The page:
The legislation in question in this case is one of that general character, providing for the sale of public lands theretofore set apart for the benefit of common schools, and was enacted in twenty sections, on July 8, 1879, On April 6, 1881, an act was passed, amendatory of several of the sections of the act of 1879, but such amendments do not seem to have any important bearing on the case. On May 1, 1882, one Thomas Dolan made an application in writing to the country surveyor to purchase the land in question. Under the formalities of the statute, Dolan paid down, on June 22, 1882, the sum of $32, and gave his note, dated May 1, 1882, for the balance of the purchase money, being $608, payable in instalments with annual interest of 8 per cent upon the unpaid principal. Thereafter Dolan sold and conveyed said land to one Buckley, and by successive transfers the title of Dolan became vested, on April 4, 1888, in the Ostrander & [184 U.S. 399, 413]   Loomis Land & Live Stock Company,-each of the successive vendees assuming to pay the balance of the purchase money and interest, as provided in the obligation of Dolan. Said land with other tracts was mortgaged by said Land & Stock Company to the Knickerbocker Trust Company to secure the payment of $600,000. In 1892 the land company became insolvent, and in a suit in the district court of Tom Green county, to foreclose said mortgage, judgment was entered on May 17, 1898. Upon a sale on said judgment on the first Tuesday of July, 1898, the Dolan tract, with other lands, was bid in by T. K. Wilson, the plaintiff in error, for the sum of $3,250, and the sheriff executed and delivered to him a deed conveying the title of the said Ostrander & Loomis Land & Live Stock Company.

On August 20, 1897, the commissioner of the general land office of Texas, acting under the act of March 25, 1897, indorsed on the application of Thomas Dolan that said land was forfeited, and restored the said land to the public domain. Thereafter J. F. Standefer, on September 13, 1897, who was then residing with his family and being an actual settler upon said land, made his application in writing to purchase said land, and on Otober 25, 1897, the commissioner of the land office awarded said land to him, and Standefer paid down the money and gave his obligation to pay the balance of the purchase money with interest to the state, and has since said purchase paid all interest due upon his said obligation, and has continuously resided upon said land as a home, and has in all things strictly conformed to the laws and with the regulations adopted by the commissioner of the general land office.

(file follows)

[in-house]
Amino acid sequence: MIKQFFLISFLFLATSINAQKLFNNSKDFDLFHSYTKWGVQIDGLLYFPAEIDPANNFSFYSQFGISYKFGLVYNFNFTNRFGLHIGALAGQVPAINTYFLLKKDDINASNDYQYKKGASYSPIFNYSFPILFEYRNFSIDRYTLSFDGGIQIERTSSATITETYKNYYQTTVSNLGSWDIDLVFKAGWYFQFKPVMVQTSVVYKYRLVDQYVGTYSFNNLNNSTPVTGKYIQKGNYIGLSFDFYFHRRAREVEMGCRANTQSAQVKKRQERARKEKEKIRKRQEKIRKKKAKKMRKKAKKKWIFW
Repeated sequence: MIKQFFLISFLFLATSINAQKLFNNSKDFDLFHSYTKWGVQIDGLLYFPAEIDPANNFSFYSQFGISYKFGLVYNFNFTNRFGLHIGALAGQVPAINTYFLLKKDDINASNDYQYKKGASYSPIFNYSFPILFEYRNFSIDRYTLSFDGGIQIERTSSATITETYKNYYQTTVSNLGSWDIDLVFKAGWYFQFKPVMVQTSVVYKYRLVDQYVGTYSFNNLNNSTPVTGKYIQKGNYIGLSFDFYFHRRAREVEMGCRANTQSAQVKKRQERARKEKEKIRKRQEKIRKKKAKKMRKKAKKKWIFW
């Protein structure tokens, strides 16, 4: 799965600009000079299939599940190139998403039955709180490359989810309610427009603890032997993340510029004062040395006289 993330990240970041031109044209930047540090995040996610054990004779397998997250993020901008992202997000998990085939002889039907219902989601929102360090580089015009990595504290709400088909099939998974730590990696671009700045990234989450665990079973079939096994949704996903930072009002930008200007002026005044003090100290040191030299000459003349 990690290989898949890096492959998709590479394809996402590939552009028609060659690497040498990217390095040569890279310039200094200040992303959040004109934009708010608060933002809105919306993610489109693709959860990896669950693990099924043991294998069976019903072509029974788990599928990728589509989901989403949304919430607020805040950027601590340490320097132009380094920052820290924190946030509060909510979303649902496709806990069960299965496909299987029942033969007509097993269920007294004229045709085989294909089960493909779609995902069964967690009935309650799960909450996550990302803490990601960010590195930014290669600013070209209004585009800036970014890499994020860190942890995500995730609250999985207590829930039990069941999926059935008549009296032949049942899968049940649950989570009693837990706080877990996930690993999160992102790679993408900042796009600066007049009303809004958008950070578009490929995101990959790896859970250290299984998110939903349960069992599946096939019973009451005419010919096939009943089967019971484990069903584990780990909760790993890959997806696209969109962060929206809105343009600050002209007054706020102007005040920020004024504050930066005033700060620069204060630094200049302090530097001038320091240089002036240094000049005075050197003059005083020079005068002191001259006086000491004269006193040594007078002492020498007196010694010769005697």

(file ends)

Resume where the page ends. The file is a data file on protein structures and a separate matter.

On April 25, 1899, T. K. Wilson, through his attorneys, tendered to the state treasurer all the purchase money and back interest due on account of the Dolan purchase, and, on the same day, demanded from the commissioner of the general land office a patent for the land. This tender and demand were refused by the officers, giving the reason that said Dolan purchase had been forfeited on August 20, 1897, for nonpayment of interest, and because said land had afterwards, on September 13, 1897, been sold to J. F. Standefer.

It therefore appears that when T. K. Wilson bid in this land [184 U.S. 399, 414]   the interest on the Dolan purchase was in arrears from January 1, 1896, to July, 1898, and that when he made a tender to the state treasurer, more than three years' interest was in arrears, and that, in the meantime, and before Wilson's purchase, the land had been declared forfeited, and had been sold by the state for a valuable consideration to J. F. Standefer. While the agreed statement of facts shows that Wilson paid $3,250 for the lands bid in by him at the sheriff's sale, it does not appear how much, if any, of that sum was on account of the Dolan tract. It seems to have been a lump sum for all the lands bought by Wilson. At the time of that sale Standefer was in actual possession of and residing on the land in dispute. It may fairly be presumed that when Wilson bid at the sheriff's sale he knew of the forfeiture and sale of the Dolan tract, for they were matters of record. But whether this were true or not, he certainly had notice of an existing outstanding title by Standefer's actual possession, a fact admitted in the agreed statement of facts.